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The Bells

The Bells


by Edgar Allan Poe

Analysis: Calling Card

Spooky Images, Playful Language, Unhappy Endings

One of the best ways to know you're reading a Poe poem is to look for spooky, scary, melancholy imagery. Poe is one of the first American masters of horror, and almost all his work deals with fear, danger, monsters, terror, depression, and death – sometimes all at the same time. Fun stuff, huh?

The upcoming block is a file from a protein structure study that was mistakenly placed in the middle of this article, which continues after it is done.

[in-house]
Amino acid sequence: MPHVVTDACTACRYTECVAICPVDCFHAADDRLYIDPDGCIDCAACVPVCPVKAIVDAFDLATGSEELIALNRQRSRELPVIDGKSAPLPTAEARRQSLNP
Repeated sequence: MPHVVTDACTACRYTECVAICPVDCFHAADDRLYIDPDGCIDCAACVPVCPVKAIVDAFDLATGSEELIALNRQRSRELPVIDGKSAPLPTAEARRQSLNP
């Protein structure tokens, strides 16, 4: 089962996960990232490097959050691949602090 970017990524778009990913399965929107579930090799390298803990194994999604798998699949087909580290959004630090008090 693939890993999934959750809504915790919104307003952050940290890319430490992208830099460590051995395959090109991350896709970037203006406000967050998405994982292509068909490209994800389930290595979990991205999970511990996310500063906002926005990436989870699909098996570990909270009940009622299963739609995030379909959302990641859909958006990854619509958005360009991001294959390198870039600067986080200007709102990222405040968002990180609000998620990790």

Another Poe calling card is the way he plays with language. He loves to try out the craziest words he can find – you're probably not going to hear a lot of other people use the word "tintinnabulation" in normal conversation. He's a wizard with other poetic sound effects too, like repetition, alliteration, and onomatopoeia. So, if you're reading a spooky poem full of unusual sounds and words, chances are you're dealing with Edgar Allan Poe.

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